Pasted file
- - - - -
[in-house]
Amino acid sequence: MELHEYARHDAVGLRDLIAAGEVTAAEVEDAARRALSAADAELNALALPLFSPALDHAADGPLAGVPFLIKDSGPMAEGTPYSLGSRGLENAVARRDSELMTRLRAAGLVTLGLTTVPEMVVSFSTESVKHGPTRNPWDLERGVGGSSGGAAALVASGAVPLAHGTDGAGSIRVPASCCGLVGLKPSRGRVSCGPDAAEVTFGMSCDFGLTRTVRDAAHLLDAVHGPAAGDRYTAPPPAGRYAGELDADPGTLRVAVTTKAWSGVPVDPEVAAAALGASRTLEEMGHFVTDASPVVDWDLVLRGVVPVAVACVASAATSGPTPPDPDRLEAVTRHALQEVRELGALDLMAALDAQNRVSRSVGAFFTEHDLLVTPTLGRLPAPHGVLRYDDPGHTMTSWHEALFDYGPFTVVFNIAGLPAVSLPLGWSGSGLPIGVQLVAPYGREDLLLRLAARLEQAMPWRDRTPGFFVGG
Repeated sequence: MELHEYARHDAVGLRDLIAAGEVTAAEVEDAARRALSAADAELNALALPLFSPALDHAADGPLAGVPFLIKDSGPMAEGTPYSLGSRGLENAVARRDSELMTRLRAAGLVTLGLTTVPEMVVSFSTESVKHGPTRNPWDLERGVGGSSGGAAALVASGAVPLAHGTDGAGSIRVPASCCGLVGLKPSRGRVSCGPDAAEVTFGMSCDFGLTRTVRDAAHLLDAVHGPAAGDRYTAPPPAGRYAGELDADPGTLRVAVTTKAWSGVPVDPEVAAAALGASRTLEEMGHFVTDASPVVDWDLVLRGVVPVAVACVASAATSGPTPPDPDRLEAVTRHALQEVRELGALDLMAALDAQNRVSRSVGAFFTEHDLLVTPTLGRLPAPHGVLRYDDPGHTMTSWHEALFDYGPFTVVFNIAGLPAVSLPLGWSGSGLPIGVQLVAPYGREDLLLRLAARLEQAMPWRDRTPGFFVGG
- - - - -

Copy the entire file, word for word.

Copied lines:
[in-house]
Amino acid sequence: MELHEYARHDAVGLRDLIAAGEVTAAEVEDAARRALSAADAELNALALPLFSPALDHAADGPLAGVPFLIKDSGPMAEGTPYSLGSRGLENAVARRDSELMTRLRAAGLVTLGLTTVPEMVVSFSTESVKHGPTRNPWDLERGVGGSSGGAAALVASGAVPLAHGTDGAGSIRVPASCCGLVGLKPSRGRVSCGPDAAEVTFGMSCDFGLTRTVRDAAHLLDAVHGPAAGDRYTAPPPAGRYAGELDADPGTLRVAVTTKAWSGVPVDPEVAAAALGASRTLEEMGHFVTDASPVVDWDLVLRGVVPVAVACVASAATSGPTPPDPDRLEAVTRHALQEVRELGALDLMAALDAQNRVSRSVGAFFTEHDLLVTPTLGRLPAPHGVLRYDDPGHTMTSWHEALFDYGPFTVVFNIAGLPAVSLPLGWSGSGLPIGVQLVAPYGREDLLLRLAARLEQAMPWRDRTPGFFVGG
Repeated sequence: MELHEYARHDAVGLRDLIAAGEVTAAEVEDAARRALSAADAELNALALPLFSPALDHAADGPLAGVPFLIKDSGPMAEGTPYSLGSRGLENAVARRDSELMTRLRAAGLVTLGLTTVPEMVVSFSTESVKHGPTRNPWDLERGVGGSSGGAAALVASGAVPLAHGTDGAGSIRVPASCCGLVGLKPSRGRVSCGPDAAEVTFGMSCDFGLTRTVRDAAHLLDAVHGPAAGDRYTAPPPAGRYAGELDADPGTLRVAVTTKAWSGVPVDPEVAAAALGASRTLEEMGHFVTDASPVVDWDLVLRGVVPVAVACVASAATSGPTPPDPDRLEAVTRHALQEVRELGALDLMAALDAQNRVSRSVGAFFTEHDLLVTPTLGRLPAPHGVLRYDDPGHTMTSWHEALFDYGPFTVVFNIAGLPAVSLPLGWSGSGLPIGVQLVAPYGREDLLLRLAARLEQAMPWRDRTPGFFVGG